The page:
13 Things You Didn’t Know About the Vice Presidency

Sure, everybody's always talking about the Presidents, but what about the other guys? We searched high and low to find the most interesting facts about the second highest office in the land.

They are American history's second bananas, forever waiting in the wings.

They are the nation's number-twos, often overlooked, inevitably under-appreciated. And they are, of course, just a heartbeat away from the most powerful job in the free world. They are the Vice Presidents, and there have been 47 of them. To learn more about this exclusive group, click away.

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Not a bad consolation prize:

From 1788 to 1800, the presidential candidate who received the second most Electoral College votes was declared the vice president.

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Practice makes perfect:

Fourteen vice presidents have become president (eight because the president died in office, and one because the president resigned). Of the five non-"accidental" presidents—John Adams, Thomas Jefferson, Martin Van Buren, Richard Nixon, and George H. W. Bush—all but Nixon were elected immediately after their term as vice president.

Photo credit: Richard Nixon Presidential Library/Wikimedia Commons

Until 1967...

It's hard to believe, but there was no official line of succession to the presidency until the 25th Amendment was passed in 1967. Prior to the amendment's ratification, it was merely assumed that the vice president would assume the presidency if the president died or was removed from office.

Photo credit: Public Domain/Wikimedia Commons

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Fun fact about Paul Ryan:

As a summer job in college, Ryan worked as a salesman for Oscar Mayer and drove the company's Wienermobile.

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Fun fact about Joe Biden:

For years Biden commuted to work via Amtrak between Wilmington, Delaware and Washington, D.C. (about an 80-minute ride each way). As a result, he's friends with many Amtrak staff, and hosts an annual Christmas dinner for Amtrak crew members.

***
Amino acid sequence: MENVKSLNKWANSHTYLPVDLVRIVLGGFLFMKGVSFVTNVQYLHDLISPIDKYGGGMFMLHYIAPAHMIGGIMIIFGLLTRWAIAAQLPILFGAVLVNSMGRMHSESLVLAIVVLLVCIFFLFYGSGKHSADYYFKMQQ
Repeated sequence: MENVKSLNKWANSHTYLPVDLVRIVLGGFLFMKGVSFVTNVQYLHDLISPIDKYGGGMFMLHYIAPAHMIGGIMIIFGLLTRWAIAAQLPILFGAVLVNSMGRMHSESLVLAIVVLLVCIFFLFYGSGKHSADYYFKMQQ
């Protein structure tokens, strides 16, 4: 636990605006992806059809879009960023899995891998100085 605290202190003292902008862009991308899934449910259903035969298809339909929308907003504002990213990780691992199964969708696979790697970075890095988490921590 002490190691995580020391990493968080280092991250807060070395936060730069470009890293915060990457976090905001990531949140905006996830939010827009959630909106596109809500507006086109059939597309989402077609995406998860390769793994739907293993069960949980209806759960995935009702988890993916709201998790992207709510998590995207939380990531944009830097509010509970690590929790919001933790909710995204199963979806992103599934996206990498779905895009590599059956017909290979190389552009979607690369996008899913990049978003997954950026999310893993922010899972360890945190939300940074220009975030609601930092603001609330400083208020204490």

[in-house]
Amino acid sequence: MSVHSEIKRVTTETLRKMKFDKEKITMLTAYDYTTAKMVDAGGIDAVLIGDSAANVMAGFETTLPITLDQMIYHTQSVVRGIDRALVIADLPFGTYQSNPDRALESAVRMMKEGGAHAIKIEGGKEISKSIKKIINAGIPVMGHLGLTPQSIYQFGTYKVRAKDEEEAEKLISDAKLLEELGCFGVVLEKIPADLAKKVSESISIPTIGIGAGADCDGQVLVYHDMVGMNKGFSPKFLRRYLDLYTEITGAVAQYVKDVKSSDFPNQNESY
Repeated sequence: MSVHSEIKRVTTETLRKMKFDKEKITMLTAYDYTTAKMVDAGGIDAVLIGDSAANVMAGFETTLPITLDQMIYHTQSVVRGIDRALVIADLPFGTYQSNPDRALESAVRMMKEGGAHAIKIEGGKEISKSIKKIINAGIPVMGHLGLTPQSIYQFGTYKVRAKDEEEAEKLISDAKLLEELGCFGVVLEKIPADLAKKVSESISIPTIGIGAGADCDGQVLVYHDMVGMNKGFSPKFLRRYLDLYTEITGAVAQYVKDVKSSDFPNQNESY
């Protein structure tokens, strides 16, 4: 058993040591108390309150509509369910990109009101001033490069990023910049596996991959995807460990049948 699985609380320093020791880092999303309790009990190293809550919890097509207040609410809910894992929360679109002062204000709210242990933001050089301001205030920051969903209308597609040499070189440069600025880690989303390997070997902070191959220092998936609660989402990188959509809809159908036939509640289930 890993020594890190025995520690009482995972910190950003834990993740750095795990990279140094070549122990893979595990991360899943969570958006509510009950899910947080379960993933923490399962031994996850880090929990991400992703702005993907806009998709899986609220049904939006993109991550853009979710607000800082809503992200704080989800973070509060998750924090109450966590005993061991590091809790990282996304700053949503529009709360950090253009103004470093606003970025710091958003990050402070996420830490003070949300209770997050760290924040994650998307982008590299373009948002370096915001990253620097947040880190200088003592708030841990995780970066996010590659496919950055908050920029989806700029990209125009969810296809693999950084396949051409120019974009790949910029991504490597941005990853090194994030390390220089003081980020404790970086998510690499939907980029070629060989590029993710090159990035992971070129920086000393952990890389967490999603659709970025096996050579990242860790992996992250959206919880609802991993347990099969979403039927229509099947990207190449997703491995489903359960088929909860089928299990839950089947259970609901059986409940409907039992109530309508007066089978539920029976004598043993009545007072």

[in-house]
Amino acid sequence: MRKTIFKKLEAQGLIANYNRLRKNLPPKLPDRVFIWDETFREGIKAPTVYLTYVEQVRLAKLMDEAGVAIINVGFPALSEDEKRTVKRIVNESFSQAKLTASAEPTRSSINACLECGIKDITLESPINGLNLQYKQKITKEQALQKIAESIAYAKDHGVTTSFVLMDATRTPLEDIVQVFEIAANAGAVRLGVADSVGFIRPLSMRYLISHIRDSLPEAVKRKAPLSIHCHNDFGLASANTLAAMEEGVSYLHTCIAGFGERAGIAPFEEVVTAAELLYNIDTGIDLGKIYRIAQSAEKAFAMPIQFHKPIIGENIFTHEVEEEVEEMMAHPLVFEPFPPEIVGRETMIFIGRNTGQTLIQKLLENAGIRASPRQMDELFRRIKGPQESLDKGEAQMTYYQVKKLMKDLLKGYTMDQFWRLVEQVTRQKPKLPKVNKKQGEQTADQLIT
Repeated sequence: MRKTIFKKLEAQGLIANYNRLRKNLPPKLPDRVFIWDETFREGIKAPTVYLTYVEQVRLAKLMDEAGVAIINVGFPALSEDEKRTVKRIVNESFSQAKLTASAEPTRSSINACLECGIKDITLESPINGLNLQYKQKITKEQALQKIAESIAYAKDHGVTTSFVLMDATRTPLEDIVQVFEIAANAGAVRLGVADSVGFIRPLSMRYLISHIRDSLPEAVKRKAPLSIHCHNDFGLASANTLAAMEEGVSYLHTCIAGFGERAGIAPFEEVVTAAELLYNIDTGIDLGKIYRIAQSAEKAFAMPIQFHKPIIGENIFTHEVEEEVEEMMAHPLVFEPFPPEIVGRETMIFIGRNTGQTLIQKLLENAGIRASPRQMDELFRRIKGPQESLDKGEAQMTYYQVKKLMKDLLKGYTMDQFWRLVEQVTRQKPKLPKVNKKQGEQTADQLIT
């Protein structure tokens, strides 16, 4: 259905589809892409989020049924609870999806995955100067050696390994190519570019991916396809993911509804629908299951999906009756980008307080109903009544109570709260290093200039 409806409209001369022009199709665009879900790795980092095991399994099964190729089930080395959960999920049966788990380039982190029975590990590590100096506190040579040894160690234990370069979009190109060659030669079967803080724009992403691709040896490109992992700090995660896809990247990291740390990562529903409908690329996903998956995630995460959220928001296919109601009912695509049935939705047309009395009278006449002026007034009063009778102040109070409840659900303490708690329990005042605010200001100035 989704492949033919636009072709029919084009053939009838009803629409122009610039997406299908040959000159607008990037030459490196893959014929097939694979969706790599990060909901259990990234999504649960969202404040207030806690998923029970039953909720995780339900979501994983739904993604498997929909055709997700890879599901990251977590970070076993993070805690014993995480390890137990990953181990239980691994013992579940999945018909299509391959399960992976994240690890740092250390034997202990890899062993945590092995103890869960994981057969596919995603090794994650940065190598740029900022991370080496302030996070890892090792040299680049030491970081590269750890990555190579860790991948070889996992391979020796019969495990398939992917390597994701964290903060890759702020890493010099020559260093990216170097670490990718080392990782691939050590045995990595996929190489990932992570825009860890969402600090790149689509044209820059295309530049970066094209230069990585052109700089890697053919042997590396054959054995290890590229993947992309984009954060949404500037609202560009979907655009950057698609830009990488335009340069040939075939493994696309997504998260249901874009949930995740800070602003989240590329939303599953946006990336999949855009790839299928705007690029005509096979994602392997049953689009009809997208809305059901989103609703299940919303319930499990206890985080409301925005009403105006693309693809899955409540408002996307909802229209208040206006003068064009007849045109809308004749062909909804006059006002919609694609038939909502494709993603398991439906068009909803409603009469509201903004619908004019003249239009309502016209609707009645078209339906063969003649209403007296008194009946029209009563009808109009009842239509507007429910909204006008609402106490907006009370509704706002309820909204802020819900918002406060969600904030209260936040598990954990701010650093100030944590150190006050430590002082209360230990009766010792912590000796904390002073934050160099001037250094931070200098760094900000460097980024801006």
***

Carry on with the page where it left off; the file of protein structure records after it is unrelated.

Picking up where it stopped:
Photo credit: Daniel Schwen/Wikimedia Commons

Vice President, for a month!

In 1841, Vice President John Tyler got the big job when William Henry Harrison died of complications from pneumonia only 32 days after taking office. Harrison's death instigated a brief constitutional crisis (that amendment addressing presidential succession wasn't passed until 1967), but it was decided that Tyler would assume the role of president.

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Groundbreaker John Adams!

John Adams was the first vice president, serving under President George Washington (1789-1797). He was nicknamed "His Rotundity" because of his weight and arrogant attitude.

Photo credit: Public Domain/Wikimedia Commons

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Home, sweet home:

The vice president and his family now live in the Naval Observatory. Originally the VP lived in his own private home, but in 1977, VP Walter Mondale and his family moved into the newly renovated Observatory, becoming the first vice president to live in a government-supplied house.

Photo credit: Public Domain/Wikimedia Commons

Tumultous times:

It took three vice presidents to complete the 1973-1977 vice presidential term. First, Spiro Agnew, President Nixon's original VP, resigned following a criminal investigation; then Gerald Ford, Agnew's replacement, assumed the presidency after Nixon's resignation; and finally Nelson Rockefeller became Vice President under Ford.

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If at first you don't succeed, try, try again!

Two candidates unsuccessful in their campaigns for the vice presidency went on to become President: John Tyler and Franklin Delano Roosevelt. Years before he became President, vice presidential candidate FDR and his running mate, Ohio Governor James Cox, were defeated by Warren G. Harding's ticket in 1921. Few at the time doubted he would run for public office again.

Photo credit: Public Domain/Wikimedia Commons

Take this job and...

John C. Calhoun was the first vice president to resign from office; he quit in 1832 to run for the Senate. It would be over one hundred years until a second vice president would resign: Spiro Agnew left office in 1973 following accusations of bribery and extortion from his term as governor of Maryland.

Photo credit: Public Domain/Wikimedia Commons

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The scandal that almost was:

Richard Nixon nearly lost his place on the Eisenhower ticket in 1952 amid concerns about a fund his backers had created to cover his political expenses. In a speech broadcast on still-novel "TV," then California Senator Nixon successfully defended himself. His address became known as the "Checkers speech" because Nixon assured listeners that he intended to keep one gift in question, a dog his children had named Checkers.

Photo credit: Public Domain/Wikimedia Commons

"President" of the U.S. Senate:

The vice president serves as the president, or presiding officer, of the U.S. Senate. The VP can only cast a vote in the Senate to break a tie. In honor of the vice president's role, the Senate halls contain busts of every VP.

Photo credit: Public Domain/Wikimedia Commons

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